"Although Louisiana is generally called a civil law state, its code is imbued with some common-law features, making it a hybrid of the two traditions. The state's constitution, administrative and criminal law, civil and CRIMINAL PROCEDURE, and RULES OF EVIDENCE all contain elements derived from common-law principles. As a result, Louisiana judges operate under administrative rules that differ from those found in other civil law jurisdictions. For example, whereas European judges actively elicit the facts in a controversy and seldom use a jury, Louisiana judges operate more like their common-law colleagues, assuming the role of neutral and passive fact finder or arbiter, and leaving the final decision to a jury. Oral argument is generally absent in a pure civil law proceeding, whereas Louisiana's procedural and evidentiary rules allow oral presentations, resulting in trials that are closer to those found in a common-law court. Finally, European courts allow almost unlimited discovery by the accused in a lawsuit, whereas Louisiana's procedural and evidentiary rules place certain restrictions on such discovery."

Amazingly enough, a Louisiana appeals court does not only question the interpretation of the law rendered by the lower court. It can also declare that the facts established in a lower court were in error and issue its revised findings of fact. This is of significant advantage to someone who is appealing a verdict if they can transfer a case to Louisiana's jurisdiction.

Is Louisiana law better than the rest of the country? I don't know. Common sense tells me that anyone who wants to distort the law will find a means to do so, whether he is in Louisiana or elsewhere. It is interesting that America's concept of a federation of states allows for such significant diversity. It must be interesting for scholars of the French language to look at Louisiana's old law books.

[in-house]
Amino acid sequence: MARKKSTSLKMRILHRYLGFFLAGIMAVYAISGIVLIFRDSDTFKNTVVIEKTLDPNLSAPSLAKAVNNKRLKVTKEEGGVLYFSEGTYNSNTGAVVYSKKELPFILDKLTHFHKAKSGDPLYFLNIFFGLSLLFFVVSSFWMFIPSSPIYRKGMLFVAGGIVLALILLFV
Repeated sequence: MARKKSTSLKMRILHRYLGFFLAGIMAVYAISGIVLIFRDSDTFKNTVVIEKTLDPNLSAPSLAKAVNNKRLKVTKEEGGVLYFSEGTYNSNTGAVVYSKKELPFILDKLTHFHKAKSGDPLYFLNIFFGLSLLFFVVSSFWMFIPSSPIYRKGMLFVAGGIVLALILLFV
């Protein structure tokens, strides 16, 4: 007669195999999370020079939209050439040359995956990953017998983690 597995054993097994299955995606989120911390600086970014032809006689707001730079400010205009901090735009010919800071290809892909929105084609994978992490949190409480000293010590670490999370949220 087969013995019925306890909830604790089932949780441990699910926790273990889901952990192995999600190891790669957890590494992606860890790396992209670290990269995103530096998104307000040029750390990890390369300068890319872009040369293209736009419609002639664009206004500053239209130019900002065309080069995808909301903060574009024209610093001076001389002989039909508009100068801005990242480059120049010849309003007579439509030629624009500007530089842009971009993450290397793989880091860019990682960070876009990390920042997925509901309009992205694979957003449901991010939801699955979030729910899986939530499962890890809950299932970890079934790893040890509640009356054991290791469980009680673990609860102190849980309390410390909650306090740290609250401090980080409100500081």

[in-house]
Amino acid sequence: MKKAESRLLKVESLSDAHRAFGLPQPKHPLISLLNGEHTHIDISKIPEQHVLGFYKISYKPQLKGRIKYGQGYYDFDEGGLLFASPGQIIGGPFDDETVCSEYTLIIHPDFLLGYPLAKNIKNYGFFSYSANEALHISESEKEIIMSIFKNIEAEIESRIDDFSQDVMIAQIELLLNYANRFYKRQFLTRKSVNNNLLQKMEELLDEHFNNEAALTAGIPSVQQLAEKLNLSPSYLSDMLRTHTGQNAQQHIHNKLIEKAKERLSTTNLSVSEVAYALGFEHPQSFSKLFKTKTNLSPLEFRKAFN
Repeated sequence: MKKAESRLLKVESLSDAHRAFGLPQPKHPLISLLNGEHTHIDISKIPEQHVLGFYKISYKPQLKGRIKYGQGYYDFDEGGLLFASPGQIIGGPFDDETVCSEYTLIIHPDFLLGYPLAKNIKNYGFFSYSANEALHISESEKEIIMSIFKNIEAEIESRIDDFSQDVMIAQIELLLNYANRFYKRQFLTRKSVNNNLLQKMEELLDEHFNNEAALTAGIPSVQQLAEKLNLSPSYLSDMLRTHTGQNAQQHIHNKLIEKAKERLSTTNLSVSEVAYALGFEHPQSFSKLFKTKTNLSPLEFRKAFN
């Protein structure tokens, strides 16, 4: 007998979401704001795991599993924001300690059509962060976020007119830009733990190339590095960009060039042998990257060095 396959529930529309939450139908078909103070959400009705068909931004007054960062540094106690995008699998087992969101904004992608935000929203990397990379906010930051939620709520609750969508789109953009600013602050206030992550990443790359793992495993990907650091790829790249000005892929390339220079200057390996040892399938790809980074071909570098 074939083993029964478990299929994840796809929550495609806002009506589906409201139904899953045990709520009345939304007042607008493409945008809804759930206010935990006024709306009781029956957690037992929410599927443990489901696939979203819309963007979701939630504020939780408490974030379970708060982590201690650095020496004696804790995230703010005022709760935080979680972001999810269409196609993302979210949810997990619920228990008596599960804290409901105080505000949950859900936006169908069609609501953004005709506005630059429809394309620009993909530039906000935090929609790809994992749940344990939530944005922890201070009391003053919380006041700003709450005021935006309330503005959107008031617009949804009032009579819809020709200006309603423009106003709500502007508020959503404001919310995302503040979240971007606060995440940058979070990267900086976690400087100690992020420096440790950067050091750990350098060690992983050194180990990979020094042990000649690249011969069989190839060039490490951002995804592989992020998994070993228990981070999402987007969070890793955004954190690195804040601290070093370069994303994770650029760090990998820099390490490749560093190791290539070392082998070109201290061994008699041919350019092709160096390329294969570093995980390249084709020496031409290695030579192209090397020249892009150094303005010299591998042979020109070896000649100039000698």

The fading out of French in Louisiana is a sad feature of modern times. For a long time in the earlier twentieth century, use of French was discouraged in Louisiana. Children who were heard speaking it at school were often severely punished. It should be noted that Louisiana French is Acadian French, which is very close to Quebec French. At its roots, the differences in Acadian (Cajun) French stem not from adulteration with English but in dialectal differences in France it self. Any efforts to coordinate a revival of Louisiana French would probably be better coordinated with Quebec, which has a proud record of having revitalised its own Francophone culture.

I consider America's linguistic diversity to be a national treasure. I wish Louisiana success in preserving its language , law and culture. If they succeed, we will all be the richer for it.


The following is a beautiful Cajun song from the 1982 movie "Southern Comfort" Those who are troubled by the slaughter of animals for food might well want to minus out the video and focus on the beautiful music and the manner in which it showcases Louisiana French